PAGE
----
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TRESHER SHARK

All 3 thresher shark species are now listed as VULNERABLE by the International Union for the Conservation of Nature and Natural Resources (IUCN press release 2007).

VULNERABILITY

Thresher sharks are among the more demanded shark species for global fisheries.  They are prized for their high quality meat which is used fresh, frozen, smoked and dried-salted.  Their fins are prized for shark-fin soup, their livers for vitamin extraction and their hides are used in the production of leather goods.  Alopias pelagicusrepresents 12% of Taiwan’s shark catch with an average 3,100 units (222 MT) taken per annum.  Methods employed in the hunt for thresher  shark species are dominated by commercial and recreational long-line fishing practices.  Their low fecundity  of 2 pups per litter over long gestation periods classifies them as a K-species (Liu et al. 1999).  This factor combined with their relative proclivity for habitat subjected to high intensity oceanic fisheries, raises concern over the viability of population sustainability.  In 2002, Baum et al. reported that 80% of global thresher shark populations have been lost to fishing pressure over the past 15 years.  The results of this study showed that if unified conservation efforts are not applied, thresher sharks are likely to be eradicated from many of their chosen habitats.

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Thresher sharks inhabit warm and temperate waters worldwide. They prefer cool pelagic waters but will wander into coastal areas as well in pursuit of fish.

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PEW MAP.

Bigeye thresher: • Endangered in north-western, western, and central Atlantic • Near Threatened in south-western Atlantic

Common thresher: • Near Threatened in the easterncentral Pacific • Vulnerable wherever else it is found

Pelagic thresher: • Vulnerable wherever it is found

 

Juvenile threshers are often found close inshore and in shallow bays.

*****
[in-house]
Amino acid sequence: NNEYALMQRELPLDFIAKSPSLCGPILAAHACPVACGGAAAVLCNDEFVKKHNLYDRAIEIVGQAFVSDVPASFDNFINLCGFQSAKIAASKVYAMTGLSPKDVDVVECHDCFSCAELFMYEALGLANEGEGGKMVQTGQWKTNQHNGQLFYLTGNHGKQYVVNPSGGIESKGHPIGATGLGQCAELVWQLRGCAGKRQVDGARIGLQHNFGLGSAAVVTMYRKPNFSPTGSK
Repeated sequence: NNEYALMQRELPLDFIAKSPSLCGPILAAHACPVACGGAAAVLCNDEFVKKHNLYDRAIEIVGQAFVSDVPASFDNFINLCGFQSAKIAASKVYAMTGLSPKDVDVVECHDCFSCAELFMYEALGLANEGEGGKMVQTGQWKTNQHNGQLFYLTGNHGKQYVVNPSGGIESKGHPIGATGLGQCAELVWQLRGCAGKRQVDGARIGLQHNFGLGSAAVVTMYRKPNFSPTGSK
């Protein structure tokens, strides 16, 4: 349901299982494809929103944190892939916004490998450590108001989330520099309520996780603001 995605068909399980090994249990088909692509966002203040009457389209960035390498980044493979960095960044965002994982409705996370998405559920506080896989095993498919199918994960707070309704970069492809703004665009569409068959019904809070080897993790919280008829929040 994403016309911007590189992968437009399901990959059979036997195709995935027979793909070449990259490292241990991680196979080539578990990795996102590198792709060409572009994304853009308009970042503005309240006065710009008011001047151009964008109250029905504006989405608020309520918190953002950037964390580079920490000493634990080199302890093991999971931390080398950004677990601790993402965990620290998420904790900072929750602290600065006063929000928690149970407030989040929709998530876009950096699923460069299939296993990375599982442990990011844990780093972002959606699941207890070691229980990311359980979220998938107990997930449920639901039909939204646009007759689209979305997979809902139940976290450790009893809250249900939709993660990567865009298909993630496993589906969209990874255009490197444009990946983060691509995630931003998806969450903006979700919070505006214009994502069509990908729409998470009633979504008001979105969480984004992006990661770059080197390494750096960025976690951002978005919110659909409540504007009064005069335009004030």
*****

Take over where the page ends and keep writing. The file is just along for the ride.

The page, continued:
FEEDING BEHAVIOR

Threshers feed on squid, octopuses, crustaceans and small schooling fish such as bluefish, needlefish, lancetfish, lanternfish, menhaden, shad, mackerel, and others. They are also thought to stun prey with blows from their powerful tails.

 

83% In the eastern-central Pacific, thresher populations have declined in abundance by 83 percent.20

 

Conclusion Although shark populations are in decline, it is not too late to reverse that trend. Increased international collaboration and protections can help these populations rebound. Sharks have been an essential part of the marine ecosystem for more than 400 million years. Protecting their populations will take a true global commitment. If governments can come together to conserve sharks, and organizations such as CITES and CMS, along with regional fisheries management organizations, can function effectively, such efforts will leave a lasting legacy of healthy populations of these iconic species. That will help ensure abundant, productive marine ecosystems and oceans

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IUCN Red List status The bigeye thresher (Alopias superciliosus), common thresher (A. vulpinus), and pelagic thresher (A. pelagicus) are listed as Vulnerable globally on the IUCN Red List. Regionally, the bigeye thresher is Endangered in the northwestern, western, and central Atlantic, and Near Threatened in the south-western Atlantic. The common thresher is Near Threatened in the eastern-central Pacific, with the pelagic thresher assessed as Vulnerable wherever it is found.